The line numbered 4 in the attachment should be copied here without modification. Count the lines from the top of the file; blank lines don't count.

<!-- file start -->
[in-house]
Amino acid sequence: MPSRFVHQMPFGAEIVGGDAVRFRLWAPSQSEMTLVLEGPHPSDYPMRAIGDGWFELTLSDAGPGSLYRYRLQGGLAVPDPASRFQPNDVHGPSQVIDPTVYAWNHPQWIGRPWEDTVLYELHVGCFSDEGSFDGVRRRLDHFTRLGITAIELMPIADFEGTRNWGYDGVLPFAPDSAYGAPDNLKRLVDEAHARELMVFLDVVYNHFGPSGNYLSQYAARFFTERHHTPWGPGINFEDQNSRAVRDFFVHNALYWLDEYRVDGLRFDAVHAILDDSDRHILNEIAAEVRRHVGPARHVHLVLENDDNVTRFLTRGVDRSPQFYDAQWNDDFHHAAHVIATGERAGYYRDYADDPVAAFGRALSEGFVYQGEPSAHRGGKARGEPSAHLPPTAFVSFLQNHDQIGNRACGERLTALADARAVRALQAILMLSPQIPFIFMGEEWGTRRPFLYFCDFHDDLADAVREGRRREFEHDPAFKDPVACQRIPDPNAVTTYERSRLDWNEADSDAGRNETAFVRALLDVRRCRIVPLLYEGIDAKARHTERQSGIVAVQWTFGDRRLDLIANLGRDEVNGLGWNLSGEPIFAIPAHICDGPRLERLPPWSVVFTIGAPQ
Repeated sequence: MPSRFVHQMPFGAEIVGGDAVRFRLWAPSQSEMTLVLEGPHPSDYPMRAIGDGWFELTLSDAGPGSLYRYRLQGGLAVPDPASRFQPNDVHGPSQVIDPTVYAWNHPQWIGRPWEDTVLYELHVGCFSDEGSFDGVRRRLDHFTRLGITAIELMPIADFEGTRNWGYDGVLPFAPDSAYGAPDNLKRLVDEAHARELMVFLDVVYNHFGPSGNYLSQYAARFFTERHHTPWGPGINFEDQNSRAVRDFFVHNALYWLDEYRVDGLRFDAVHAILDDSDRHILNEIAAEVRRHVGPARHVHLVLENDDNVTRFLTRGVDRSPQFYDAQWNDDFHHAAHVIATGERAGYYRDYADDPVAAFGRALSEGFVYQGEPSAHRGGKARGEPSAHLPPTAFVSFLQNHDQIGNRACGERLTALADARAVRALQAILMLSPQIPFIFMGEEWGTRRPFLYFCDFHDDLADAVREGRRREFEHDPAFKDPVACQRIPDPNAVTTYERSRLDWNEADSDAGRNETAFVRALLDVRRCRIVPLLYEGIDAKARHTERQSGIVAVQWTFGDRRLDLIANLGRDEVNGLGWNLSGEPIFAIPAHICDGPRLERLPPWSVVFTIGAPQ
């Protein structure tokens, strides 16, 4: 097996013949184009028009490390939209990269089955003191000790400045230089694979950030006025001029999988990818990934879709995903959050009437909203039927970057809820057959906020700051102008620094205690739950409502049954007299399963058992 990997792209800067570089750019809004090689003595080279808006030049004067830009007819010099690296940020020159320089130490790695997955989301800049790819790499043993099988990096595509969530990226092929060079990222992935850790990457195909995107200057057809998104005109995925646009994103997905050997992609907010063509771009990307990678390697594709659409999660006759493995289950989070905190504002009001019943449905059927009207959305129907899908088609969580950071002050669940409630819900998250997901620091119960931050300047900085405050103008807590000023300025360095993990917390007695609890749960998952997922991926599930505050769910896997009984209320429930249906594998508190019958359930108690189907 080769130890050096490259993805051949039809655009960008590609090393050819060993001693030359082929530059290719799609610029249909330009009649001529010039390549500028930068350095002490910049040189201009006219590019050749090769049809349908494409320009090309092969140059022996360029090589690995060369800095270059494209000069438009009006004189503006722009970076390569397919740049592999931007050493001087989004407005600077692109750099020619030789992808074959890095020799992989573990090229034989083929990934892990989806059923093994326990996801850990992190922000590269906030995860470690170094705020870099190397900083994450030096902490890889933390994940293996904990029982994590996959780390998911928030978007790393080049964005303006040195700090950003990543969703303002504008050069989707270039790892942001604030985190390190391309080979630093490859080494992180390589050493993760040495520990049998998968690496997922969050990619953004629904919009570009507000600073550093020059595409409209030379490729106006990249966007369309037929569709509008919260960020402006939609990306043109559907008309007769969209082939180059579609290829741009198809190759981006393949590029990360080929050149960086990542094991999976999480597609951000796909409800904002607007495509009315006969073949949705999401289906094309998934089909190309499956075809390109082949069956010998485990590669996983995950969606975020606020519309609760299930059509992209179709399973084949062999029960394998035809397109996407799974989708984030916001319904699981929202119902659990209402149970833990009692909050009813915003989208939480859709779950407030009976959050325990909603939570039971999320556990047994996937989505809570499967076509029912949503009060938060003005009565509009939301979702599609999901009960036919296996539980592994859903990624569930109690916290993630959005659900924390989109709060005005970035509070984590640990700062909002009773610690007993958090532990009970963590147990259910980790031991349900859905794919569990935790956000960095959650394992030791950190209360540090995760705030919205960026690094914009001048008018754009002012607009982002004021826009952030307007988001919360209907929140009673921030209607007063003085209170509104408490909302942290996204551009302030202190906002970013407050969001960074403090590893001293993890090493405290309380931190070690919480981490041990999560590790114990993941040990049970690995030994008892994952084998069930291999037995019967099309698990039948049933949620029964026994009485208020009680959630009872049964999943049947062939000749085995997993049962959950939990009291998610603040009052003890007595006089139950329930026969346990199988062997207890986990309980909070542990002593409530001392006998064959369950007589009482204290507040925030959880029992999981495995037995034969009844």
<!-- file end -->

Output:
């Protein structure tokens, strides 16, 4: 097996013949184009028009490390939209990269089955003191000790400045230089694979950030006025001029999988990818990934879709995903959050009437909203039927970057809820057959906020700051102008620094205690739950409502049954007299399963058992 990997792209800067570089750019809004090689003595080279808006030049004067830009007819010099690296940020020159320089130490790695997955989301800049790819790499043993099988990096595509969530990226092929060079990222992935850790990457195909995107200057057809998104005109995925646009994103997905050997992609907010063509771009990307990678390697594709659409999660006759493995289950989070905190504002009001019943449905059927009207959305129907899908088609969580950071002050669940409630819900998250997901620091119960931050300047900085405050103008807590000023300025360095993990917390007695609890749960998952997922991926599930505050769910896997009984209320429930249906594998508190019958359930108690189907 080769130890050096490259993805051949039809655009960008590609090393050819060993001693030359082929530059290719799609610029249909330009009649001529010039390549500028930068350095002490910049040189201009006219590019050749090769049809349908494409320009090309092969140059022996360029090589690995060369800095270059494209000069438009009006004189503006722009970076390569397919740049592999931007050493001087989004407005600077692109750099020619030789992808074959890095020799992989573990090229034989083929990934892990989806059923093994326990996801850990992190922000590269906030995860470690170094705020870099190397900083994450030096902490890889933390994940293996904990029982994590996959780390998911928030978007790393080049964005303006040195700090950003990543969703303002504008050069989707270039790892942001604030985190390190391309080979630093490859080494992180390589050493993760040495520990049998998968690496997922969050990619953004629904919009570009507000600073550093020059595409409209030379490729106006990249966007369309037929569709509008919260960020402006939609990306043109559907008309007769969209082939180059579609290829741009198809190759981006393949590029990360080929050149960086990542094991999976999480597609951000796909409800904002607007495509009315006969073949949705999401289906094309998934089909190309499956075809390109082949069956010998485990590669996983995950969606975020606020519309609760299930059509992209179709399973084949062999029960394998035809397109996407799974989708984030916001319904699981929202119902659990209402149970833990009692909050009813915003989208939480859709779950407030009976959050325990909603939570039971999320556990047994996937989505809570499967076509029912949503009060938060003005009565509009939301979702599609999901009960036919296996539980592994859903990624569930109690916290993630959005659900924390989109709060005005970035509070984590640990700062909002009773610690007993958090532990009970963590147990259910980790031991349900859905794919569990935790956000960095959650394992030791950190209360540090995760705030919205960026690094914009001048008018754009002012607009982002004021826009952030307007988001919360209907929140009673921030209607007063003085209170509104408490909302942290996204551009302030202190906002970013407050969001960074403090590893001293993890090493405290309380931190070690919480981490041990999560590790114990993941040990049970690995030994008892994952084998069930291999037995019967099309698990039948049933949620029964026994009485208020009680959630009872049964999943049947062939000749085995997993049962959950939990009291998610603040009052003890007595006089139950329930026969346990199988062997207890986990309980909070542990002593409530001392006998064959369950007589009482204290507040925030959880029992999981495995037995034969009844």